B-Movie Blast: Tomboy (1985)

Editor’s Note: Sam loves this flick as much as I do, i.e., we crushed on Betsy Russell back in the VHS days, and he’ll give us another take on the film — later this month — as we unpack its inclusion on the Excellent Eighties set during this, our Mill Creek Month celebration.

Betsy Russell was a teen dream in competition for our teen hearts alongside Deborah Foreman (Valley Girl, My Chauffeur). And with her curly mop of black hair — and that cap! — she was a tomboy after our hearts. After co-starring alongside Phoebe Cates (Fast Times at Ridgemont High) in Private School (1983), she earned her first starring role in the action-thriller Avenging Angel (1985), a role that she earned after Donna Wilkes (Blood Song) turned down reprising the Angel role over money.

You gotta admit, the bolt-n-wrench logo is pretty darn inventive.

Russell is perfectly cast as Tomasina “Tommy” Boyd, a strong-willed garage grease monkey with dreams to become a stock car driver. Daunted by Randy Starr (Gerard Christopher; went on to become Superboy in the 1989 to 1992 series of the same name), a sexy, chauvinistic fellow racer, she plans to beat him on the track and earn his respect — and love. All in all: Tomboy is a dumb film but a fun film, filled with sexism, bad n’ bouncy ’80s new wave tunes, and cheesy comedy — basically all the things we expect from our ’80s comedies of yesteryear. (A flick about “female empowerment” deserved better than a T&A Crown International take.)

As with Deborah Foreman, Russell was poised for stardom, but never broke through. While on the set of Avenging Angel, an offer came across the desk for a role in Lawrence Kasdan’s box-office western smash Silverado (1985); Betsy turned down the part; it went to Rosanna Arquette. Leaving the business shortly after her role in the low-budget actioner Delta Heat (1992) with Anthony Edwards, Betsy came out of retirement to work in the Saw horror franchise (we’ve reviewed them all, search for them).

If you’ve read our Mill Creek reviews — or plowed through the box sets yourself — you know their box sets are primarily comprised of now public domain films from the Crown International Pictures’ catalog; a catalog that’s all over the place across every genre imaginable. Yeah, Crown loved the adolescent comedy-drama racket, in particular, and wanted some of that Fast Times and Risky Business, well, business, with the likes of films such as Coach, Hunk, Jocks, Malibu Beach, and My Chauffeur, and My Tutor just to name a few. And thanks to Mill Creek, we’ve watched and reviewed them all this month during our February Mill Creek blowout.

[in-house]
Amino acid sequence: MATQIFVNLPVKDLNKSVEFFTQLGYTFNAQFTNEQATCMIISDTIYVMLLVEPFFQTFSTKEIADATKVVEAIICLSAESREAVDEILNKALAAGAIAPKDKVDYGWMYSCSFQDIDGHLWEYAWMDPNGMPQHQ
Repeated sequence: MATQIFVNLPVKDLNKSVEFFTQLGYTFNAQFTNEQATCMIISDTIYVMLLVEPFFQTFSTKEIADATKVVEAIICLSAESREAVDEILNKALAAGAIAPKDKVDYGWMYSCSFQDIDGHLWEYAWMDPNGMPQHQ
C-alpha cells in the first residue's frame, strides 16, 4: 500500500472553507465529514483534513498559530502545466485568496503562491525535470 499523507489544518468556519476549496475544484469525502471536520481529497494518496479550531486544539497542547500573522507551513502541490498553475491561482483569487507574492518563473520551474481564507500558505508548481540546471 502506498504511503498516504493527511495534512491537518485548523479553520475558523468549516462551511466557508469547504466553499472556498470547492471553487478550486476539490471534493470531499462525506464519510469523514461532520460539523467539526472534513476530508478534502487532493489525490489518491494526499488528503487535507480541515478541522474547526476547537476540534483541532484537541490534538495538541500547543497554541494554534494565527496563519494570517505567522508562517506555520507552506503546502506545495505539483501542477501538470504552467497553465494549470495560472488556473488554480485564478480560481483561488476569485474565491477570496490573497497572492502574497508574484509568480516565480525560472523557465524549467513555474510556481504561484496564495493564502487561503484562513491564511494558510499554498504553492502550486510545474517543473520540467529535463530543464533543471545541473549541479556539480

Director Herb Freed is someone known all too well in the B&S About Movies’ offices, with his work in the horror flicks Haunts, Beyond Evil, and Graduation Day. The Eric Douglas in the credits is, in fact, the less successful (and sadly) no-longer-with-us brother of Micheal and son of Kirk (Saturn 3). And yep, that’s uber cutie Cynthia Ann Thompson from Cavegirl, which we’ve also reviewed on the site via our Mill Creek travels this month.

You can relive the ’80s with Betsy in Avenging Angel, Out of Control (1985), and one of her later comeback films, Chain Letter (2010) on Tubi TV. Unfortunately, there’s no freebie uploads of Tomboy to enjoy online and it’s currently offline at Amazon Prime. But thanks to Mill Creek, there’s plenty of opportunities — at affordable prices — to get your own copy.

While Tomboy became an oft-run HBO favorite and VHS rental, Tomboy didn’t see a DVD reissue until 2006. Mill Creek eventually recycled the film on several box sets: Too Cool for School Collection (2009), which also features The Beach Girls, Cavegirl, Coach, Hunk, Jocks, Malibu Beach, My Chauffeur, The Pom Pom Girls, The Van, and Weekend Pass. In 2011, Tomboy was also released in two four-pack sets with a combination of those same films. And you can also pick it up as part of their 50-movie set B-Movie Blast and Excellent Eighties, both which we’ve unpacked this month.

About the Author: You can learn more about the writings of R.D Francis on Facebook. He also writes for B&S About Movies.

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